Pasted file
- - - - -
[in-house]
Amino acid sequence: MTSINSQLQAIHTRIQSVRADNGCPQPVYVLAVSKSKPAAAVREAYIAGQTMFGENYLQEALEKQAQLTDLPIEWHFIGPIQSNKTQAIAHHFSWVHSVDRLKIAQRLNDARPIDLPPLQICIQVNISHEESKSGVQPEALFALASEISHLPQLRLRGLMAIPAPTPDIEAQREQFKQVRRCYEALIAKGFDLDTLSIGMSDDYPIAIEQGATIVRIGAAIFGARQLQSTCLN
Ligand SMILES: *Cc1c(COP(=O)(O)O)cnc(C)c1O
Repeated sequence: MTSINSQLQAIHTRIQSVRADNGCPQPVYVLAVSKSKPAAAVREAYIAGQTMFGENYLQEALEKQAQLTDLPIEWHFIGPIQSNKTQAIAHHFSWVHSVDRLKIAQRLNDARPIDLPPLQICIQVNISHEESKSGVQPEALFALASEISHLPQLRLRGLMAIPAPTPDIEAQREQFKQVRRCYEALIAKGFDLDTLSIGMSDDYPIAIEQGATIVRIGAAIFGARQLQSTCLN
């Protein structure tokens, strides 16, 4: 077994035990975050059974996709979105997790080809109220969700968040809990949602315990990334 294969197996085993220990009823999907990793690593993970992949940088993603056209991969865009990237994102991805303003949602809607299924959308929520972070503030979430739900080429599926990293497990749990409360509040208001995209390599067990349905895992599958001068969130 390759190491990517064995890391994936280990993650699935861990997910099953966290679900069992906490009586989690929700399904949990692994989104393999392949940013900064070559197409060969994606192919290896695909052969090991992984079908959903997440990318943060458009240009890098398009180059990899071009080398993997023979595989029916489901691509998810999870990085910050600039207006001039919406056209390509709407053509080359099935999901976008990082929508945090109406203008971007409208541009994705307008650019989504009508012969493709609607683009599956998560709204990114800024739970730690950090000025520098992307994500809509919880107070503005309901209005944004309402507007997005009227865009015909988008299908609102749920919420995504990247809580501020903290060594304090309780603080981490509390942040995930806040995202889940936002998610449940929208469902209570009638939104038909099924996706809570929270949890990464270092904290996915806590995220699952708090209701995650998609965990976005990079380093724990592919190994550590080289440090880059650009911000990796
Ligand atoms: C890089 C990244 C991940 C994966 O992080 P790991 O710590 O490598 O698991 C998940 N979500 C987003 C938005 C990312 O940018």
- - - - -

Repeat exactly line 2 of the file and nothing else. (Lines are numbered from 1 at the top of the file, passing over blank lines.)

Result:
Amino acid sequence: MTSINSQLQAIHTRIQSVRADNGCPQPVYVLAVSKSKPAAAVREAYIAGQTMFGENYLQEALEKQAQLTDLPIEWHFIGPIQSNKTQAIAHHFSWVHSVDRLKIAQRLNDARPIDLPPLQICIQVNISHEESKSGVQPEALFALASEISHLPQLRLRGLMAIPAPTPDIEAQREQFKQVRRCYEALIAKGFDLDTLSIGMSDDYPIAIEQGATIVRIGAAIFGARQLQSTCLN